The 2017 edition of the Miami RedHawk football program took the field Saturday at Yager Stadium for the first time this season, and controlled the game from start to finish. Following an underwhelming week one performance against the Thundering Herd of Marshall, a physical run game combined with opportunistic defense and sound special teams led Chuck Martin's squad to a 31-10 victory over the Austin Peay Governors (0-2, 0-0 Ohio Valley Conference).
From the opening kick, Miami (1-1, 0-0 Mid-American Conference) played the brand of football that Coach Martin has been preaching since his arrival in Oxford -- dominating the line of scrimmage and controlling time of possession. The Red and White held the ball for over 11 minutes longer than the Governors, while taking advantage of athletic receivers down the field.
Redshirt junior quarterback Gus Ragland only completed 11 of 23 passes for 145 yards on the afternoon, yet consistently gave his receivers a chance to make big plays deep. The most frequent recipient was the 6'4'' matchup nightmare James Gardner. The junior wide receiver hauled in 5 catches for 117 yards and two touchdowns.
"He's always open even if there's a guy on him," Ragland smiled and said after the game. "Sometimes even if there's two guys on him, throw the ball high to him and that dude's going to make plays. He's a special player and he's really fun to be on the field with."
However, what made the passing game so effective was the balanced attack led by a tenacious offensive line. Redshirt junior running backs Alonzo Smith and Kenny Young combined for 120 yards rushing on the day.
The 'Hawks kept the Governor defense guessing between run and pass while seeing risks pay off. Four times Chuck Martin decided to roll the dice on the fourth down, and three of those times his team delivered.
"[We wanted to] send the message that we're going to be on our toes, that we're going to keep trying to be a great football team," Martin said. "We're not going to sit back and relax."
Part of the reason the 'Hawks' head man was bold enough to risk turning the ball over on downs was the stellar play of his defense.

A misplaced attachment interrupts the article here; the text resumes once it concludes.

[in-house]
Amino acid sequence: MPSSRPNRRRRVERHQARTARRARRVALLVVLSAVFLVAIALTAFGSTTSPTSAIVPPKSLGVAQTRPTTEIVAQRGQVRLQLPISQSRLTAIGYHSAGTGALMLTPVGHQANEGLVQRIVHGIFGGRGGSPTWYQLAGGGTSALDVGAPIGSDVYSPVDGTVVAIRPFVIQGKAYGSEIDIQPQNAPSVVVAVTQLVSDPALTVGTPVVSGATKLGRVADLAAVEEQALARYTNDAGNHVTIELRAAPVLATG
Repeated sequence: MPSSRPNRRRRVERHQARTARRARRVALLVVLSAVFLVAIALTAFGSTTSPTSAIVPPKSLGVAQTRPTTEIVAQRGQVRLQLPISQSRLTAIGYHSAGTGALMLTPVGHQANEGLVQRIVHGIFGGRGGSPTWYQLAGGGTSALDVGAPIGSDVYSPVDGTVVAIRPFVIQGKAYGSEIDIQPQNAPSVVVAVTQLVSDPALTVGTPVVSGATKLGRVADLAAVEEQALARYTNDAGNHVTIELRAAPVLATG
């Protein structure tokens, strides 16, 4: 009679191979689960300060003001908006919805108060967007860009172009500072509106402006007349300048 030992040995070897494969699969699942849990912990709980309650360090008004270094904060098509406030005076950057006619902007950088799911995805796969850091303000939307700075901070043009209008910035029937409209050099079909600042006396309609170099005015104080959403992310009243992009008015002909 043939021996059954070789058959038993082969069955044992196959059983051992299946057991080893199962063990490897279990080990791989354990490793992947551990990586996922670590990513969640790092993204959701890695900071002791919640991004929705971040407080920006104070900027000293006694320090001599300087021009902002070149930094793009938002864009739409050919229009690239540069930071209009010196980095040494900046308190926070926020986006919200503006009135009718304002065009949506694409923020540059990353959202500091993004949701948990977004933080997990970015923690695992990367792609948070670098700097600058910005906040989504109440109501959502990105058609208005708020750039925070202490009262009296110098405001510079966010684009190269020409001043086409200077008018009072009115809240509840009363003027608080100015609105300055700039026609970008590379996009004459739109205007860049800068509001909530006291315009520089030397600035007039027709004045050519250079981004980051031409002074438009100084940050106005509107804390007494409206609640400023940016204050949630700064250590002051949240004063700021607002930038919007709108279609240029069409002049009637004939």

"Obviously it was a defensive game," Martin said. "Our defense is athletic. They have a playmaker mentality, and they have to make the plays that are their plays."
Of such playmakers, none made a bigger impact than junior safety Tony Reid. Reid was good for five tackles, one fumble recovery and an acrobatic interception deep in Miami territory. He turned the tide of the game to Miami for good in the fourth quarter.
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"He beat me inside a little bit," Reid said of the interception. "But I just played the ball right through his hands, kept my eyes on the ball, and made a finish."
The performance of Reid by itself is undoubtedly impressive, but even more impressive is the adversity he overcame to prepare for this game. Reid mentioned dealing with bleeding the past two weeks, while having a colonoscopy Friday -- one day before playing an outstanding college football game.
"I have Crohn's disease," Reid explained in a post-game press conference. "I've had it since 2010 so it's been something that I accepted, but it's not going to stop me from doing what I have to do. I love my teammates. I put my all out for my team."
Reid will be looked at to continue to play well as the RedHawks return to action this Saturday, looking to go to 2-1 against the Cincinnati Bearcats in the battle for the Victory Bell. Kickoff is at 8 p.m. at Yager Stadium.